“When the going gets weird, the weird turn pro.”
I was wrong to say that Blackberry CEO Thorsten Heins doesn’t seem to be the sort of CEO that might dabble in hallucinogens. First he claimed victory over Apple in the smart phone wars, and last week followed up with a declaration that tablets are dead.
We need Hunter S. Thompson. Now. He broke the ibogaine story in the 1972 presidential race and would quickly find any ambient pharmaceuticals floating through the Blackberry corporate ecosystem. Unfortunately, he’s chilling with Steve Jobs in the Great Crash Pad in the Sky. Lacking his authoritative diagnosis, all we’re left with is irresponsible speculation.
Instead, let’s consider Blackberry’s life expectancy once the U.S. Department of Defense certifies Samsung’s Galaxy smartphones, Apple iPhones and, yes, wheezing tablets as secure enough for military use. Blackberry is already rapidly disappearing from the consumer market and bring-your-own-device pressure is forcing corporations to allow Android and iOS users into their walled gardens. An aura of top secret grade security is its only competitive advantage left.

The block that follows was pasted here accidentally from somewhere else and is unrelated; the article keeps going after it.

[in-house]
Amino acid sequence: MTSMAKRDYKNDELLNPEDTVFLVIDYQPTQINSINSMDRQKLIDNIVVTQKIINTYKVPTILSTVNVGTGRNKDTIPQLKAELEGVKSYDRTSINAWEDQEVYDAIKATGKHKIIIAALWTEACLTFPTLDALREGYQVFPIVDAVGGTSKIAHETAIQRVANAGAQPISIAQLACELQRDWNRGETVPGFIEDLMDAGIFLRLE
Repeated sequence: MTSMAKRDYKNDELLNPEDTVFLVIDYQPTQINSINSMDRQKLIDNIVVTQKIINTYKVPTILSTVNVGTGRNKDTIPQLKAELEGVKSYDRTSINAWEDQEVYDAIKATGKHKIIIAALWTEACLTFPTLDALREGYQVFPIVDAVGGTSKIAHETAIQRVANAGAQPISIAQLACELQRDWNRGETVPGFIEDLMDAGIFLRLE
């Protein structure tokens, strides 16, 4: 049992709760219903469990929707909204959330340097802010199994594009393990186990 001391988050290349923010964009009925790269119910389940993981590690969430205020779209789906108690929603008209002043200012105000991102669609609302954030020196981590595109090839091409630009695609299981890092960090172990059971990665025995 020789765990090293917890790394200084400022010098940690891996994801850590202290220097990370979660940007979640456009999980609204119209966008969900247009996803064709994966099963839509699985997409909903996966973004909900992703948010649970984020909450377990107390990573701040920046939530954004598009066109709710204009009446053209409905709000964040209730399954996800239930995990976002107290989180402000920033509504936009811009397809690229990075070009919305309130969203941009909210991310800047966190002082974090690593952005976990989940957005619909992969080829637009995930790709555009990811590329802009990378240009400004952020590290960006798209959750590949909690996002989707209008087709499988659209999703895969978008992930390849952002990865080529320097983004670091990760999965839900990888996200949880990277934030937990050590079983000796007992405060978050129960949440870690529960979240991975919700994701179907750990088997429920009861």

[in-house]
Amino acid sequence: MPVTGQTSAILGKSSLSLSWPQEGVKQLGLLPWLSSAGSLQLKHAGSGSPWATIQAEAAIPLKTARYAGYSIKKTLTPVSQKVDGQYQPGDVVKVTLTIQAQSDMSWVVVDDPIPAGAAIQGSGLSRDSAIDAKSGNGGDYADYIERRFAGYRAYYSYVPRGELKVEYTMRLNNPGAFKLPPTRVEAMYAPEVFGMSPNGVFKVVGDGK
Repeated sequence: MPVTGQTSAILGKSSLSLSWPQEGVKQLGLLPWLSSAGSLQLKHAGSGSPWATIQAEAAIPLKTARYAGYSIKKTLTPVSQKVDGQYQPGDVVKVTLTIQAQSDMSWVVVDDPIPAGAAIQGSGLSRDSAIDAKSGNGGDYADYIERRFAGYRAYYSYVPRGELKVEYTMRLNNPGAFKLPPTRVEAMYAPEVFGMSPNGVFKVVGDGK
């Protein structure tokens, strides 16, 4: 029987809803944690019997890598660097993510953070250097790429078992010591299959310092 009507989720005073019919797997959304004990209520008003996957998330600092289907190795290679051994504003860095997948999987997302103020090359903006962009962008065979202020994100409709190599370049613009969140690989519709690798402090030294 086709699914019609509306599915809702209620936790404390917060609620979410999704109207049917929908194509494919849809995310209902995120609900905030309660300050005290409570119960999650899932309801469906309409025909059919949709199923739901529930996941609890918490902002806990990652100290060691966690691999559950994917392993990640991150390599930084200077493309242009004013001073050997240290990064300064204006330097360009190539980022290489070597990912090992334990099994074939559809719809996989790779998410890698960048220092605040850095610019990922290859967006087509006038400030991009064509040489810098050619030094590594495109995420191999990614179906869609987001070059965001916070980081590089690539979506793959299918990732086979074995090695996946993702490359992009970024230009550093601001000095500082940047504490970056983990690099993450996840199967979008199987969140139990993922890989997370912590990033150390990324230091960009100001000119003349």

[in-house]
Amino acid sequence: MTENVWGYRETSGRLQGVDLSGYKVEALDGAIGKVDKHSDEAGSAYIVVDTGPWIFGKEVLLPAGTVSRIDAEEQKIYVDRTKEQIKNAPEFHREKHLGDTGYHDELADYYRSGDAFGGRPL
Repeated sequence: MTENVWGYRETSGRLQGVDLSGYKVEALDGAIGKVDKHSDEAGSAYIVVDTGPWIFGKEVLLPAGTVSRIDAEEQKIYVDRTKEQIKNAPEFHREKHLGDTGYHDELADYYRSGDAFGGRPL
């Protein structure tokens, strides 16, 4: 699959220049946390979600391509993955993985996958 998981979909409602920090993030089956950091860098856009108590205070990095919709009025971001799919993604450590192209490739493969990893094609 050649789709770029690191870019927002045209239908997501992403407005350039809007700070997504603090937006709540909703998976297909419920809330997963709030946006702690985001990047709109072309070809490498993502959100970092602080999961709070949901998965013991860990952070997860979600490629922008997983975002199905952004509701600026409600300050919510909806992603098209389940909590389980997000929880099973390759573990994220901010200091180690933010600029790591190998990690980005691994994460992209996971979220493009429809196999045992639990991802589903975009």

Once Apple and Samsung have breached the Pentagon’s firewall, Blackberry’s last market stronghold – professionally paranoid government IT departments – will fade away like fractal visions of gila monster-headed campaign rallies in the Haight.
Sorry. Didn’t mean to go there again.
With DoD’s blessing in hand, the two mobile device market leaders can aggressively sell to other cautious buyers, like banks, military contractors and law enforcement.
And to security conscious deliverymen. Care to bet how long it’ll be before you see Thorsten’s connection standing on a Waterloo street corner checking Colombian commodity prices on an iPad?